To all of our dedicated readers (okay, the intonation of sarcasm is difficult to deliver online, but it’s there) we apologize for this hiatus – as you can see there hasn’t been a post since late March. Nevertheless, we’re back on track now. Time to jump into the actual topic of this post.
The answer to the question that the title of this post poses is: not very. In other words, you don’t have to be a virtuoso in any instrument. Let’s use the example of a guitar (after all, what band doesn’t use a guitar). If you have ever picked up a guitar or have taken a couple classes you know that the first thing you learn is open chords. Open chords are named as such because at least one or more string will be left untouched when playing the chord (hence open). The basic chords are A, Am, C, D, Dm, E, Em, F sharp, and G. Once you figure all of these out all you have left to do is practice enough so that you can easily switch from one to the other. Believe it or not that’s pretty much all you have to do to be able to compose music using a guitar.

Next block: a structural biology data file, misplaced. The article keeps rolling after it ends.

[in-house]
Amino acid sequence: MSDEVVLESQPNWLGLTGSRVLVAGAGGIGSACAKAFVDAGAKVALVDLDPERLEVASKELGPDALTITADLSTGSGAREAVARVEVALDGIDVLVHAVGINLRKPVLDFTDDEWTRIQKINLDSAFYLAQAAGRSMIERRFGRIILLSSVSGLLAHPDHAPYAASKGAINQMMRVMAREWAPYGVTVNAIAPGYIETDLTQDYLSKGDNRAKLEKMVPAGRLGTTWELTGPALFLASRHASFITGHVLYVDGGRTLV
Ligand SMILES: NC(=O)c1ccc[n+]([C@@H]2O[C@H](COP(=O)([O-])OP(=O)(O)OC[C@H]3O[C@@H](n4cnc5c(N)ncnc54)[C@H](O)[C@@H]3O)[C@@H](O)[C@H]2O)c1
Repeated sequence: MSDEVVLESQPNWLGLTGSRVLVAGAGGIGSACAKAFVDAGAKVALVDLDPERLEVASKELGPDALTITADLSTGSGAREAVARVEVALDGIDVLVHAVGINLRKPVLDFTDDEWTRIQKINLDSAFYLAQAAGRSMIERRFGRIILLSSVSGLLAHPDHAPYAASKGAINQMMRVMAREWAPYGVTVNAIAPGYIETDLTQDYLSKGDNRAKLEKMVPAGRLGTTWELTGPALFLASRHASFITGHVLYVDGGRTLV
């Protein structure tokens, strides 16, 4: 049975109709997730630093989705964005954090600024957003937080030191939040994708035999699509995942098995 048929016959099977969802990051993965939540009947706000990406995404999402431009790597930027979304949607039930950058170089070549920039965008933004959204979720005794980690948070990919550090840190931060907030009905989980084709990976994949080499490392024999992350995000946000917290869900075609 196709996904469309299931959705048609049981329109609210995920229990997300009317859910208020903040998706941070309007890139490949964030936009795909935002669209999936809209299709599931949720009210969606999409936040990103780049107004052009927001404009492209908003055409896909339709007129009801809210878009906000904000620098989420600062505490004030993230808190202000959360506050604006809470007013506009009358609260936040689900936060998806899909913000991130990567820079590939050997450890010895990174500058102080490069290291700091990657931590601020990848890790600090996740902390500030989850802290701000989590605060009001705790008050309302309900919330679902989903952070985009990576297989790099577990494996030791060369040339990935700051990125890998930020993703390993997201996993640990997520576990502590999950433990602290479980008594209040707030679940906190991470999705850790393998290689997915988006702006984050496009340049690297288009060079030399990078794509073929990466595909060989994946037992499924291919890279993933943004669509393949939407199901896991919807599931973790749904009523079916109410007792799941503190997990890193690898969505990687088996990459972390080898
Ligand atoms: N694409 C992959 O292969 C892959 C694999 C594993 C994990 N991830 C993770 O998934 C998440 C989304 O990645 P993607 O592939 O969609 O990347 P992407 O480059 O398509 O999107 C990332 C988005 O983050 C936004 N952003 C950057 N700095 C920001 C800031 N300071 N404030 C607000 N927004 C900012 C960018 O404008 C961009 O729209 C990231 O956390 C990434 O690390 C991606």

What’s even easier than open chords is power chords. This is when you push down on only the top three strings (either from the E or the A – remember the six strings are EADGBE) – here’s a picture of what we mean.
A lot of rock songs use power chords because they actually sound pretty good with the Gain and Treble on the electric guitar. Kurt Cobain of Nirvana was actually considered to be a relatively poor guitarist. So, as you may have guessed most of his songs were composed using power chords. Lyrically however the man was a genius.
Many songs ranging from modern to classical use similar (if not the same) chord progressions. Here is a link to a comedian that proves exactly this point http://www.youtube.com/watch?v=JdxkVQy7QLM. Thus as the video shows just because two songs use the same chords doesn’t mean they have the same lyrical melody. Disc Jockeys that mix music have a keen ear for recognizing similar chord progressions and beats. If you want an example of this click here.
To drive the point home (as cliché as that sounds) you do not have to be a professional guitarist or pianist to compose music. Obviously if you get better at an instrument your music becomes more complex, but sometimes simplicity is bliss.